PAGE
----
Also, masturbation is surely not the full blessing God wants for our sexuality. God made our sexual feelings and our bodies for a very special purpose -- to be shared with our life partner in marriage. Maybe one reason so many people have confused feelings about masturbation is that it falls short of what God intended our bodies and feelings to be used for, because it is something a person does alone rather than with a spouse. It can be selfish rather than loving. So even though masturbation may sometimes feel physically good, it will never feel complete.

The great theologian Allen Konigsberg would respectfully disagree, of course: "Don't knock masturbation. It's sex with someone I love."

Still, the Joneses conclude this section with a paragraph that strikes us as far less wankophobic -- or perhaps just resigned to reality? -- than anything we ever heard during our own Papist upbringing:

Masturbation is usually not such a big issue that people should be overwhelmed with worry about it. lt is probably something that is better to stay away from, since it is not something that anyone has to do, but we can’t say with certainty that masturbation itself is wrong. Occasional masturbation that focuses on the pleasure of your body and not on lustful images may not be much of an issue with God. There may be more harm done by people punishing themselves with guilt than by the masturbation itself. We do not think that God wants that.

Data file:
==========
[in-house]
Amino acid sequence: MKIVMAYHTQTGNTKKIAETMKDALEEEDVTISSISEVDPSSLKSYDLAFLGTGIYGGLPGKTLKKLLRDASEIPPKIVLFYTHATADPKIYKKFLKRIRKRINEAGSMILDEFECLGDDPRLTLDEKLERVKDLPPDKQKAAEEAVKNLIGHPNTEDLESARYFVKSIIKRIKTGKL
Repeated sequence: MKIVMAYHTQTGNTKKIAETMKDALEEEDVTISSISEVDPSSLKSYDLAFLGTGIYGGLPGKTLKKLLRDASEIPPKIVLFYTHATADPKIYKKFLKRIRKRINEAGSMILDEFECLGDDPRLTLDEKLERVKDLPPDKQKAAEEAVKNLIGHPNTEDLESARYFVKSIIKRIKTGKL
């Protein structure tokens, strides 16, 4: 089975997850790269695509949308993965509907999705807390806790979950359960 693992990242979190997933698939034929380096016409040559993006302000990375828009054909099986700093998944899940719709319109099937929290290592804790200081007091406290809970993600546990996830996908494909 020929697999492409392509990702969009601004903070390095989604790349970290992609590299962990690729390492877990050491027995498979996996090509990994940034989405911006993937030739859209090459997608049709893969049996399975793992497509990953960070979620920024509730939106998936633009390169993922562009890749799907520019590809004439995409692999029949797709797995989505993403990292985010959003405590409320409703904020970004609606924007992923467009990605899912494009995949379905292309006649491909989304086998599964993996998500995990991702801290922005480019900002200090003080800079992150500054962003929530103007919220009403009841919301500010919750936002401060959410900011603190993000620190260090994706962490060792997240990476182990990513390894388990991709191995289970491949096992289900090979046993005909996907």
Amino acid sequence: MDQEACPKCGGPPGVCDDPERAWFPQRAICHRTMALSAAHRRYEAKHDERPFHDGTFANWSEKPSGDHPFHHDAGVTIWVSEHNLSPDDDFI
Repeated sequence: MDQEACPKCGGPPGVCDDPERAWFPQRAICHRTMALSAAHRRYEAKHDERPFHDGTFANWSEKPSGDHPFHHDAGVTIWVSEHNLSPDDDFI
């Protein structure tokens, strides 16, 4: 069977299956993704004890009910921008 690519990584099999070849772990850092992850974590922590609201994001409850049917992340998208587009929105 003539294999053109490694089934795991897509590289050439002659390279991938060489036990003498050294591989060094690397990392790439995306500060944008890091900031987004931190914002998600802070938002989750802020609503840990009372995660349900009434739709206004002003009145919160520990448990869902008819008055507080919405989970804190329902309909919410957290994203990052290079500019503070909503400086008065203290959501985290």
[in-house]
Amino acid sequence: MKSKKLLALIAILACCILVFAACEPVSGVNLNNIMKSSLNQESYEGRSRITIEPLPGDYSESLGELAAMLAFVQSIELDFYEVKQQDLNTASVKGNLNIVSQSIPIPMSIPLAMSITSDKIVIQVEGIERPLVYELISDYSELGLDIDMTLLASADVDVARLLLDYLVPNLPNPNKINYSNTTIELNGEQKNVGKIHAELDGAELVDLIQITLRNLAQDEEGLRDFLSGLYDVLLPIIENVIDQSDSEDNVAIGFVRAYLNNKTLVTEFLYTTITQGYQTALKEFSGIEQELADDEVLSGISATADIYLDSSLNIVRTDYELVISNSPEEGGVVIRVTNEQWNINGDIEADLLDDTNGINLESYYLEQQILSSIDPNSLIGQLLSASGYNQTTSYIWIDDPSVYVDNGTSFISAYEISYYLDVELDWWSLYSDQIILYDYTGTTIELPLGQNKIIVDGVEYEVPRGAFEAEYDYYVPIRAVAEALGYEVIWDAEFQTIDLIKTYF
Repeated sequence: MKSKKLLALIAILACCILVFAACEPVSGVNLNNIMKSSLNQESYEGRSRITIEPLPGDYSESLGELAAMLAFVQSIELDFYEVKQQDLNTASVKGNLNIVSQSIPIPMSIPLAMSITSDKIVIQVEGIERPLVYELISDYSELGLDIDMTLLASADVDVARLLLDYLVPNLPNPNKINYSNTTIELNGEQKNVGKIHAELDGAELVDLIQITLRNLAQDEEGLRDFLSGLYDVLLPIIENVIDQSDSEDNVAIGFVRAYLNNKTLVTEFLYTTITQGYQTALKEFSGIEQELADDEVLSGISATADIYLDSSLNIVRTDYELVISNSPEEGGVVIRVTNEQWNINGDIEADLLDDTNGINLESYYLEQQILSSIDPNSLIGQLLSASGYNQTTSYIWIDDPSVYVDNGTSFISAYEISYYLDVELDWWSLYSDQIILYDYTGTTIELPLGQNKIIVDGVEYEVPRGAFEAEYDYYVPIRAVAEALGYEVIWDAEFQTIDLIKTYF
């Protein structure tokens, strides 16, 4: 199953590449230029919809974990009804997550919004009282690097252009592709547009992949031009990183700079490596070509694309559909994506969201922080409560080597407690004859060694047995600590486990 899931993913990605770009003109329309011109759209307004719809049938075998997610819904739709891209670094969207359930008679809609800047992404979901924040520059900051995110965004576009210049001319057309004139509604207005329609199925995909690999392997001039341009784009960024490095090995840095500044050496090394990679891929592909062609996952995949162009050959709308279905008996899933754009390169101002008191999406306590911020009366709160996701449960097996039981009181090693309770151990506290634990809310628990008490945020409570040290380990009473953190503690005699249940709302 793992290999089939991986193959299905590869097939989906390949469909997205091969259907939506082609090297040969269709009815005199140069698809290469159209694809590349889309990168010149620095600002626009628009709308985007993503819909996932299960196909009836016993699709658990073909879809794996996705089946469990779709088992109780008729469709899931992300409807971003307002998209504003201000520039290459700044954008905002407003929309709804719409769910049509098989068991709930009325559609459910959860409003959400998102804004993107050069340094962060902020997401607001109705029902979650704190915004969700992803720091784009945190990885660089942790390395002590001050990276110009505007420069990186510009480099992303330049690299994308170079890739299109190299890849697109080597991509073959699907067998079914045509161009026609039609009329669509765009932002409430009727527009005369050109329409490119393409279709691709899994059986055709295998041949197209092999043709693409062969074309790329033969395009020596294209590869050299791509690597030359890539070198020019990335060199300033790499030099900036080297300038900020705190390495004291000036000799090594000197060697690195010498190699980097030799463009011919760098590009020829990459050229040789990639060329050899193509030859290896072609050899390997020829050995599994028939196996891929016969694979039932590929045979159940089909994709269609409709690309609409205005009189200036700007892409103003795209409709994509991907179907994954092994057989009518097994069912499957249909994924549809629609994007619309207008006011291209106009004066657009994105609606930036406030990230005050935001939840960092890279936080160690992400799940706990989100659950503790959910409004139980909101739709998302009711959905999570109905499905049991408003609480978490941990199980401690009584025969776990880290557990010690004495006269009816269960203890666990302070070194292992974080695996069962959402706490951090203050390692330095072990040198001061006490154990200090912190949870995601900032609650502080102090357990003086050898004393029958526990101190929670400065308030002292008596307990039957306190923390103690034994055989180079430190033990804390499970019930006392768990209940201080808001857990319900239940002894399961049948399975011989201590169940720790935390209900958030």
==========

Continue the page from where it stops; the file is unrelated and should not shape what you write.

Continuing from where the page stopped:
Now, you might think that our other book, Sex, Love and Romance: Sex Education from the Bible, by the euphoniously-named Hugh F. Pyle, would take a much harsher stance on the sin of self-pollution, but frankly, we can't see that he even mentions masturbation -- he is far more worried about the "scarlet sin" of fornication, and of course, far too busy telling girls not to dress like harlots. There's even an extremely tiny chance that Pyle simply doesn't care about masturbation, since it's presumably nothing compared to fornicating and homosexuality. Or, since this is the incredibly unimaginative mind of Hugh F. Pyle, maybe the possibility that people masturbate just plain never occurred to him. Or maybe masturbation may be one of those things that is simply so unspeakable that Pyle literally leaves it out of his book altogether, lest he have to mention people touching themselves in filthy bad, horrible, throbbing ways that bring lust to the heart, which is filthy and bad, oh god oh god oh sweet Jesus spank me good you Jezebel!

Pyle does warn that Jesus is watching the insides of our heads all the time, so if thoughtcrime is banned, then presumably, handcrime or dildocrime would also be right out: